The operation of PLL phase demodulator 900 depends upon the frequency of the modulation originally applied to reference input signal 910 (i.e., the signal being demodulated). In essence, there are three regimes of operation. For low modulation frequencies (i.e., well within the loop bandwidth), the operation is substantially identical to operation of conventional PLL phase demodulators. In this regime, the loop tracking error is negligible and, hence, there is negligible output from phase detector 102. At these frequencies, the effect of equalizer 901 is to apply a scaling factor to signal 910. Specifically, signal 910 passes through equalizer 901 without appreciable modification except for scaling. For high modulation frequencies (i.e., well beyond the loop bandwidth), the loop has negligible response, and the phase of VCO 101 is approximately constant. This occurs; because the combination of loop filter 103, the modulation bandwidth of VCO 101, and the built-in integrator of VCO 101 causes severe high frequency attenuation. In this case, signal 910 is negligible and the tracking error is approximately 100%. In other words, the tracking error is equal and opposite to the modulation carried on reference input 910. Thus, phase detector 102 operates as a phase demodulator in its own right. In this case, the phase detector signal 911 passes through to output signal 909 without appreciable modification and equalizer 901 has little appreciable effect in the high frequency regime. For medium modulation frequencies, the operation is a combination of the two previously described modes. In the medium modulation frequency regime, equalizer 901 applies a scaling factor and a frequency response effect to cancel error due to phase mistracking.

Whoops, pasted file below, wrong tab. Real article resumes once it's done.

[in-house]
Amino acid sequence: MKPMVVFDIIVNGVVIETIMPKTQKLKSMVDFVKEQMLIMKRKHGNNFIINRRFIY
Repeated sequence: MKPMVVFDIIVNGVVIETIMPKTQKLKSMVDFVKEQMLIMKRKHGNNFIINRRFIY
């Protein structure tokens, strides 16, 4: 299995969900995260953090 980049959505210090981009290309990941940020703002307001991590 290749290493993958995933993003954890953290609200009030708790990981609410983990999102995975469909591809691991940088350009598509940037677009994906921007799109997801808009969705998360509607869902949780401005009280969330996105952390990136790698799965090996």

FIG. 10 depicts mathematical model 1000 of PLL phase demodulator 900 according to embodiments in accordance with the invention. Mathematical model 1000 demonstrates the accuracy of PLL phase demodulator 900 at all frequencies above the cutoff frequency of leaky integrator 801. In mathematical model 1000, θvco represents the phase of the signal produced by VCO 101 and θin represents the phase of the reference signal. Also, Kd represents the phase detection gain parameter of phase detector 102, F(s) represents the transfer function of loop filter 103, P(s) represents the transfer function of the parasitic low pass filter characteristic of VCO 101, 1/s represents the transfer function of ideal integrator 201, Kv represents the VCO gain parameter of VCO 101, E(s) represents the transfer function of equalizer 901, and 1/(s+107 1) represents the transfer function of leaky integrator 801. According to embodiments in accordance with the invention, it may be advantageous to set the transfer function of E(s) to equal KdKvP(s). The input to equalizer 901 (signal 910 of FIG. 9) is characterized by θVCO/KvP(s)/s. Thus, by setting E(s) in this manner, output signal 909 (Vdemod) equals KdVCO [s/(s+ω1)−1]+θIN}. If the frequency (ω) of the modulation applied to reference input signal 910 is substantially greater than the specified minimum frequency of leaky integrator 801 (i.e., ω>>ω1), then Vdemod very closely approximates KdθIN.